We also performed a qualitative component, considering key obstetricians involved in the decision making of each institution, to listen to their perspectives on the challenges to face the pandemic in their setting. These participants were identified by local PIs (principal investigators). A qualitative study by purposeful sampling and saturation sampling was undertaken after individual oral consent. All semi-structured interviews were performed by a skilled social researcher with experience in the field and were recorded on audio. For this approach, the Institutional Review Board (IRB) approved the use of oral consent. Maternities considered are in different regions of the country and all interviews were performed by the same researcher in the coordinating center, by telephone, with specific software for further transcription and analysis (“ReShape”), protected by password in a de-identified manner. All interviews were recorded on audio after consent from the participants, using the Microsoft Skype platform.

The semi-structured interview script for health managers, used on the qualitative study is provided as S3 Data. Subsequently, the recordings were verbatim transcribed, and the text obtained checked with the recording. The texts were further inserted in the NVivo® computer program to perform the analysis. Thematic analysis was finally carried out [14] after the familiarization with the collected data. Then we identified the main themes after generating the initial codes. The themes were reviewed and, finally, they were defined and named according to the main challenges identified in the interviewees’ narratives, with their corresponding experiences, conflicts and answers/actions. The analysis was divided into four categories: 1. Preparedness and implementation of actions to fight the pandemic; 2. Taking care of women: information and solutions; 3. Assisting health professionals; 4. The burden of leadership.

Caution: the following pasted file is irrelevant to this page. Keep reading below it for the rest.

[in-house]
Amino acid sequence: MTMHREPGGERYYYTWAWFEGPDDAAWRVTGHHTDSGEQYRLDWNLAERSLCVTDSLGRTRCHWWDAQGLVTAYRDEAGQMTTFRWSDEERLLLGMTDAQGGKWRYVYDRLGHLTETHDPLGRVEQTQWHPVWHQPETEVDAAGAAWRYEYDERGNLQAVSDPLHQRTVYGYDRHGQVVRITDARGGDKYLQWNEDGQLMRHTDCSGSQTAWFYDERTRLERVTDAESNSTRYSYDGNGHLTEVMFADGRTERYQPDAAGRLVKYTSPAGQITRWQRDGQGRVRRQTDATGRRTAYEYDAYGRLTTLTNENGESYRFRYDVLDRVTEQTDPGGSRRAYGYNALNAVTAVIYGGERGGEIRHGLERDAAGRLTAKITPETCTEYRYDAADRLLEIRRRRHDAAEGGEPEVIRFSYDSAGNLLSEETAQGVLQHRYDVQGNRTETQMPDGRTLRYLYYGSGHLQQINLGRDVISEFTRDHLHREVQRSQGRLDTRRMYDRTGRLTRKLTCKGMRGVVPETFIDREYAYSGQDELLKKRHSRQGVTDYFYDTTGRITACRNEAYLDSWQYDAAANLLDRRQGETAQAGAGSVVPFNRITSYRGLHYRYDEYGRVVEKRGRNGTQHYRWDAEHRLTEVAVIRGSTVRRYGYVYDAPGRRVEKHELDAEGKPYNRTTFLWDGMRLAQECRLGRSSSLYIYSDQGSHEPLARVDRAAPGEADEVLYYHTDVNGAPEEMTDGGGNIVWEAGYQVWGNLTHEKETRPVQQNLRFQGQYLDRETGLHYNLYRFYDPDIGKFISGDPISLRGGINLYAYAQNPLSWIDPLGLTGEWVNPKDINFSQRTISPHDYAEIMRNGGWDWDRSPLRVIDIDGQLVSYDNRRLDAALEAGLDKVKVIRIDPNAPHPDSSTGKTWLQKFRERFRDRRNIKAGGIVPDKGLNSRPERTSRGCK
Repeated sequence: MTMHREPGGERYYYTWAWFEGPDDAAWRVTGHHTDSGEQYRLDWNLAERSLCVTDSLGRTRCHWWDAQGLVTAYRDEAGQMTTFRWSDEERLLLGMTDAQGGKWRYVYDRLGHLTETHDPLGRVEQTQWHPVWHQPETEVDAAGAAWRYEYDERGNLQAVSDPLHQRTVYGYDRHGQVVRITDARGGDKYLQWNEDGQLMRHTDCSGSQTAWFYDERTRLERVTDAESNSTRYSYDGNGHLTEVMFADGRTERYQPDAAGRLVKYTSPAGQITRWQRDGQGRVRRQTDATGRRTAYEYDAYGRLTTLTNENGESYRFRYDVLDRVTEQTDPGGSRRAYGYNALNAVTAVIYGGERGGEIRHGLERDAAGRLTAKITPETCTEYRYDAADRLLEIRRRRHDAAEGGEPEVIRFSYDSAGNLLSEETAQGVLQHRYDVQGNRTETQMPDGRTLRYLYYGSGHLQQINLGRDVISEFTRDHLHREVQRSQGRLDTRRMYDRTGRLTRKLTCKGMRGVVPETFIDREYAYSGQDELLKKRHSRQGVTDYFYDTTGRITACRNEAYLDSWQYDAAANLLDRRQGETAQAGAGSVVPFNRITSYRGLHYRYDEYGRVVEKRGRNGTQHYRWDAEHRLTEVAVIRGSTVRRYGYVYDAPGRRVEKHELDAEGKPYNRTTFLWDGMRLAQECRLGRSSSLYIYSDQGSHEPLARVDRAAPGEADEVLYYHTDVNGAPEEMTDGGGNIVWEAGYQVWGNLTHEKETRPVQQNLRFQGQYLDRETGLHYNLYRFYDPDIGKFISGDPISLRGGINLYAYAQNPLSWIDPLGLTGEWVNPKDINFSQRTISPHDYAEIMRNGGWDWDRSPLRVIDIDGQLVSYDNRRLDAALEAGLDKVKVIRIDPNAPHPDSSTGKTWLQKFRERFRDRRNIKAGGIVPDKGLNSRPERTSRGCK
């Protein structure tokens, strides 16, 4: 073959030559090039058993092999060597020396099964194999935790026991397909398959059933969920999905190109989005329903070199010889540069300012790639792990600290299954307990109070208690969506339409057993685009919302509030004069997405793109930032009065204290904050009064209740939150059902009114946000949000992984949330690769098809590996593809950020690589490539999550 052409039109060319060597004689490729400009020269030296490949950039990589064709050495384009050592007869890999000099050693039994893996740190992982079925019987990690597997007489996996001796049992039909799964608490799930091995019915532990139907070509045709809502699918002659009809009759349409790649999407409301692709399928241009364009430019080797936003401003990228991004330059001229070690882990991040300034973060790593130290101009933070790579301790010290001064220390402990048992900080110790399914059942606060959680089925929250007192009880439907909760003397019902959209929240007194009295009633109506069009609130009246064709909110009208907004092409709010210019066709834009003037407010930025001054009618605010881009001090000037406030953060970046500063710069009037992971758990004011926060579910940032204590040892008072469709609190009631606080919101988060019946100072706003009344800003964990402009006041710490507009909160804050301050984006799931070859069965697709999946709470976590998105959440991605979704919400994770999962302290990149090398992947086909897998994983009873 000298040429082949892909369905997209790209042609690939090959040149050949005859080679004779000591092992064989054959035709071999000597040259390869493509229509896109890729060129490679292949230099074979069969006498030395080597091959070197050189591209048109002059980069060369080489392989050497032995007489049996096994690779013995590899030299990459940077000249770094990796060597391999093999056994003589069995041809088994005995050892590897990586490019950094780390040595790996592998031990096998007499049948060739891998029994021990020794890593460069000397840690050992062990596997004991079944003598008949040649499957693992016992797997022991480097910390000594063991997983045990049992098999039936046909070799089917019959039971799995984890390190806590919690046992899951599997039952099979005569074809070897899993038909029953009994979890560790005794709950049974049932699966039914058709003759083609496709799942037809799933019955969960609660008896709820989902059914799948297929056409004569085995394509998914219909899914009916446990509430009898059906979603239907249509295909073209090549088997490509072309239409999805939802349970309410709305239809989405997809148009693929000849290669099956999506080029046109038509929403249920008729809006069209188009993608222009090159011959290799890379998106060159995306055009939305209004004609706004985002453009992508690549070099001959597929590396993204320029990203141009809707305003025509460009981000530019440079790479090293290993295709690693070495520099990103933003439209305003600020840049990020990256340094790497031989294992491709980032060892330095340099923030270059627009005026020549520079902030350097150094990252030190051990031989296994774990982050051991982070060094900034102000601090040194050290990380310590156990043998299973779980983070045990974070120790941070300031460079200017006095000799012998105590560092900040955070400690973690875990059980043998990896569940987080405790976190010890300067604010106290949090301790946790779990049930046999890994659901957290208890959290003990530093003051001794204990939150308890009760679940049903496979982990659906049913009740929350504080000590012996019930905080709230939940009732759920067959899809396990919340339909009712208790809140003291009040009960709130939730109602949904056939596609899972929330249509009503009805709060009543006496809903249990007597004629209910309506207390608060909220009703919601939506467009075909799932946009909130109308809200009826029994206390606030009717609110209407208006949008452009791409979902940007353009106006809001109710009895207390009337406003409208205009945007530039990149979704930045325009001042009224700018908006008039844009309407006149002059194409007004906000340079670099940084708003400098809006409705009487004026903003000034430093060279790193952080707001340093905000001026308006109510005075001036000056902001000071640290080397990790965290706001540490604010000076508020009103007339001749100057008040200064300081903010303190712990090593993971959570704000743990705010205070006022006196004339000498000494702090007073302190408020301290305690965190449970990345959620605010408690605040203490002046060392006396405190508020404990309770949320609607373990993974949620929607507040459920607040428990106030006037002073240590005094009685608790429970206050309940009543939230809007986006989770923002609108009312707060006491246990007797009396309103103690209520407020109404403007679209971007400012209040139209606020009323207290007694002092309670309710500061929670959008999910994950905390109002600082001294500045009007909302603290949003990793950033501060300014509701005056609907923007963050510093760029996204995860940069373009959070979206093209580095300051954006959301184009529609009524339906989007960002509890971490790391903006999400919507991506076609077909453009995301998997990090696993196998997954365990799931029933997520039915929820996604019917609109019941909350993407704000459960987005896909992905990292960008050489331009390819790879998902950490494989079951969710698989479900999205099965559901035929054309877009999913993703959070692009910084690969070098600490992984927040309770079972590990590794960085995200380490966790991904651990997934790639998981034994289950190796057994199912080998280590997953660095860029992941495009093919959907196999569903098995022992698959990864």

In the REBRACO initiative, there are no planned interventions in each included centers. All the research team, including local-PIs, health professionals involved in the local Emergency Action Committees, and other collaborators (Ob&Gyn residents, consultants, etc.) from all the included centers, have been invited to participate in weekly virtual meetings, sharing information regarding the organization of the different health services, the barriers and facilitators in the implementation of healthcare and training of health professionals in each center and discussions on current findings on maternal and perinatal outcomes during pregnancy and postpartum of COVID-19 infected women. These meetings have inspired the current analysis.

Results

Table 1 shows the main characteristics of included maternities in the REBRACO study (n = 16), participating members of the local Emergency Action Committees (EAC) and information on COVID-19 infection and some healthcare indicators. The majority of the centers are public maternities (n = 12) and develops teaching activities (n = 15), with more than 300 deliveries/month, and mostly playing the role of local referral centers for managing COVID-19 suspected and confirmed cases (n = 12). These maternities respond for around 4,000 deliveries per month in the country, with 338 confirmed COVID-19 cases among pregnant and post-partum women up to July 2020. It represented an incidence of 14.9 cases for 1,000 live births. There were overall 29 maternal deaths (distributed in only 7 of the 16 centers) and 15 (51.8%) attributed to COVID-19 (in 6 centers), with a Maternal mortality rate (MMR) of 127.8/100.000 LB.

thumbnail
Table 1. Characteristics of included maternities in the REBRACO study (n = 16), participating members of the local Emergency Action Committees (EAC) and information on COVID-19 infection and some healthcare indicators.

https://doi.org/10.1371/journal.pone.0254977.t001